Archive for the ‘Final Cut Server’ Category


Monday, June 27th, 2011

In time
No one will remember our work
Our life will pass like the traces of a cloud
And be scattered like
Mist that is chased by the
Rays of the sun
For our time is the passing of a shadow
And our lives will run like
Sparks through the stubble.
Derek Jarman, Blue, 1993.

As Patrick Inhofer laments the passing of Color, my thoughts turn to the other applications we appear to have lost this week. Soundtrack Pro, DVD Studio Pro, Final Cut Server and Final Cut Pro 7. As a trainer and consultant my job involved helping people understand how these tools could enhance their workflow and create new possibilities for their projects. Latterly with Final Cut Server I had spent time helping these same people understand the importance of preserving their creative work. Not just keeping it, but making it accessible.

I do understand that software comes and goes. The best one can hope for is that the files are of a sufficiently open standard and that translation tools exist should an ignominious fate befall your tool of choice. Regarding this week’s news my friends at Meta Media Technologies have immediately declared a commitment to help creative companies transition with Final Cut Pro and Object Matrix have announced support for Final Cut Server migration. I’m sure others have similar intentions and I know I’m already embroiled in all sorts of discussions — it’s been rather a long week!

The thing is, you’ve probably guessed by now, I’m not really writing about software. I’m writing about our work. Our collective legacy. A few weeks ago I posted an entry about the importance of creating sustainable, well organised Libraries. At the time I was feeling encouraged by what we had seen of the Events Library in FCP X and had begun dreaming of what that might mean for Final Cut Server catalogues. It seems we’ll never know. In that piece I also wrote about the importance of preserving our media heritage. From home movies to mainstream, big budget media we should be concerned about preserving our stories. That’s what I really care about. It’s what I think we should all care about.

Metadata in FCP X is a great first step. I’d like a means of cataloguing and sharing that information amongst collaborators. It’s my hope that changes to the FCP project structure, while sealing the fate of Final Cut Server, will lead to a new, more robust media asset management system. One can dream.

This time next year (or perhaps sooner) we may all be merrily editing away with the Magnetic Timeline and watching the video playback on a calibrated reference monitor, quarrels about the feature set forgotten. I hope so. But we also need to make sure that we’re able to preserve our projects. Because they are our work. Our stories. The nomenclature of Final Cut Pro X actually recognise this. The developer team do understand. I know they do because open standards were the cornerstone of Final Cut Pro. I hope they understand that a project is never finished. That the work we create ought to live on. To achieve that sort of longevity, project files must to be both accessible and interpretable. We’re all depending on it.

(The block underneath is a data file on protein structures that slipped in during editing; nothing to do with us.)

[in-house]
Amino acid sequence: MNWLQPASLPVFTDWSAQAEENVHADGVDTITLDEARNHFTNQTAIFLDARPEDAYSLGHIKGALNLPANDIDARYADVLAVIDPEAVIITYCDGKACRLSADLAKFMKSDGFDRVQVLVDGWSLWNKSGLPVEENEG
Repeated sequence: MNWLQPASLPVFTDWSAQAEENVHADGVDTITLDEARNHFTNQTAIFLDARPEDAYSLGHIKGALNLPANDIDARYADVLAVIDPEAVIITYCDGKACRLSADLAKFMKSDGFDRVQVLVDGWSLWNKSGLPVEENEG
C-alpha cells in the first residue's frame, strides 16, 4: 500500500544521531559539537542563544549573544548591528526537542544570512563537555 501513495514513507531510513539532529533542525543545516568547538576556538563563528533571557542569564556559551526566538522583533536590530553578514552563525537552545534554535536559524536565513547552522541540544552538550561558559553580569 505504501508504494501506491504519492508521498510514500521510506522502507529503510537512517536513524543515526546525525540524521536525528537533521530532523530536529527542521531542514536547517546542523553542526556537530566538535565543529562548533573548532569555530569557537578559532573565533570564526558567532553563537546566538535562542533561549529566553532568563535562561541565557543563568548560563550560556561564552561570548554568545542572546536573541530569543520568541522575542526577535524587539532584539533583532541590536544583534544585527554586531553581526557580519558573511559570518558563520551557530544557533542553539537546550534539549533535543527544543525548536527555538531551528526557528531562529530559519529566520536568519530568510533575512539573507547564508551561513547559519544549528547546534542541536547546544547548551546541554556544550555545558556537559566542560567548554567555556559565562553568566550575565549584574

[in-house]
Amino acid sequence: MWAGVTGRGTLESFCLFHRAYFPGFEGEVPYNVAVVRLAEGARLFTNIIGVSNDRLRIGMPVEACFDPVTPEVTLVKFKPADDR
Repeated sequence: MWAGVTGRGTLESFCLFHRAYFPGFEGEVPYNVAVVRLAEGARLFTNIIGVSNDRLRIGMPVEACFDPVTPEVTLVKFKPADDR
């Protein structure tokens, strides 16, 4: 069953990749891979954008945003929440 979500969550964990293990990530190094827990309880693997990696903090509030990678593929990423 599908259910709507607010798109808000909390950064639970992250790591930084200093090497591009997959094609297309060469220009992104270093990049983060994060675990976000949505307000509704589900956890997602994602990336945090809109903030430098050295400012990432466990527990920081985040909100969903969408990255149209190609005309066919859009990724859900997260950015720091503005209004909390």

UPDATE: Apple have published an FCP X FAQ, which explains that vast differences between FCP 7 and FCP X it may never be possible to update your legacy projects:

“Final Cut Pro X includes an all-new project architecture structured around a trackless timeline and connected clips. In addition, Final Cut Pro X features new and redesigned audio effects, video effects, and color grading tools. Because of these changes, there is no way to “translate” or bring in old projects without changing or losing data.”

UPDATE 2: In a post titled, Moving Forward, Larry Jordan recommends editors take action to ensure that they have a migration path for legacy FCP projects.

Extra! Extra!

Thursday, December 16th, 2010

In one of those strange moments of synchronicity, a project I recently started has become newsworthy all of a sudden:

Whilst I wouldn’t want to make light of the situation or say something glib about the reasons the Frontline Club has been propelled into the spotlight, it remains that the organisation is responsible for a very important archive of independent journalism and stories gathered from some of the world’s most dangerous areas. As I have stated elsewhere:

“An increasing number of organisations require a system to manage digital media archives. For some these assets are the backbone of the organisation and provide a source of income. The archive at the Frontline Club has a deeper importance, these are stories gathered at the risk of very real peril — ask Vaughan to show you the mobile phone that saved his life. It’s also special because the voices are independent and offer a different perspective on the events that shape our lives. In that respect their value cannot be underestimated. The Final Cut Server and MatrixStore solution is an excellent fit for the Frontline Club and will ensure the work of the members will be both accessible and secure for generations.”

One of the best parts of my job is the opportunity to meet and work with folks from different walks in life and I look forward to continuing work on the project in the New Year.